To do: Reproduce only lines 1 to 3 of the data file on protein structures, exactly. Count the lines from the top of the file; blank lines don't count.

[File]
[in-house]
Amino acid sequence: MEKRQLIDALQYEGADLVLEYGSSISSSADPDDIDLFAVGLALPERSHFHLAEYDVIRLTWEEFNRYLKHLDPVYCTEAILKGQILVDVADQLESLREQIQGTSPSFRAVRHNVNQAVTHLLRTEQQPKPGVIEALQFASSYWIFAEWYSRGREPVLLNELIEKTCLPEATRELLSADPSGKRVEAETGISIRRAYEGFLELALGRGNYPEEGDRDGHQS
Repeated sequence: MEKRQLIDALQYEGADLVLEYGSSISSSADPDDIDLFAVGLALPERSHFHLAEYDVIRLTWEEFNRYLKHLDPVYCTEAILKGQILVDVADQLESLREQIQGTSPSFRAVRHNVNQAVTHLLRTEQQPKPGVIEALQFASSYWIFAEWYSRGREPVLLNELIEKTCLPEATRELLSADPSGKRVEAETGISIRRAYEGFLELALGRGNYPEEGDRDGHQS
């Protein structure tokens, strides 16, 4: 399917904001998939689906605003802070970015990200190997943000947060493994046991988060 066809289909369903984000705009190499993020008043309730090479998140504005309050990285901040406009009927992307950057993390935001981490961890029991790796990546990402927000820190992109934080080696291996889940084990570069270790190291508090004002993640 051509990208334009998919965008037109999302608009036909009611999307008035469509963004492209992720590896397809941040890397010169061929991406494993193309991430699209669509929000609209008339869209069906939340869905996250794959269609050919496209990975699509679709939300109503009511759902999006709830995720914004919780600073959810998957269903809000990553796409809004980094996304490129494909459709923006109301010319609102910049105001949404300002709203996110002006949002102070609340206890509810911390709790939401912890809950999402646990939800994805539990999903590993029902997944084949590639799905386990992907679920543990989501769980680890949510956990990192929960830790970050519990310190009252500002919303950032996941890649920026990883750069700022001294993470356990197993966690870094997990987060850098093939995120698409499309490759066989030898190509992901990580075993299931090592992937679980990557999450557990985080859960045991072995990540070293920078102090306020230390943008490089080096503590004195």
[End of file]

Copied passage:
[in-house]
Amino acid sequence: MEKRQLIDALQYEGADLVLEYGSSISSSADPDDIDLFAVGLALPERSHFHLAEYDVIRLTWEEFNRYLKHLDPVYCTEAILKGQILVDVADQLESLREQIQGTSPSFRAVRHNVNQAVTHLLRTEQQPKPGVIEALQFASSYWIFAEWYSRGREPVLLNELIEKTCLPEATRELLSADPSGKRVEAETGISIRRAYEGFLELALGRGNYPEEGDRDGHQS
Repeated sequence: MEKRQLIDALQYEGADLVLEYGSSISSSADPDDIDLFAVGLALPERSHFHLAEYDVIRLTWEEFNRYLKHLDPVYCTEAILKGQILVDVADQLESLREQIQGTSPSFRAVRHNVNQAVTHLLRTEQQPKPGVIEALQFASSYWIFAEWYSRGREPVLLNELIEKTCLPEATRELLSADPSGKRVEAETGISIRRAYEGFLELALGRGNYPEEGDRDGHQS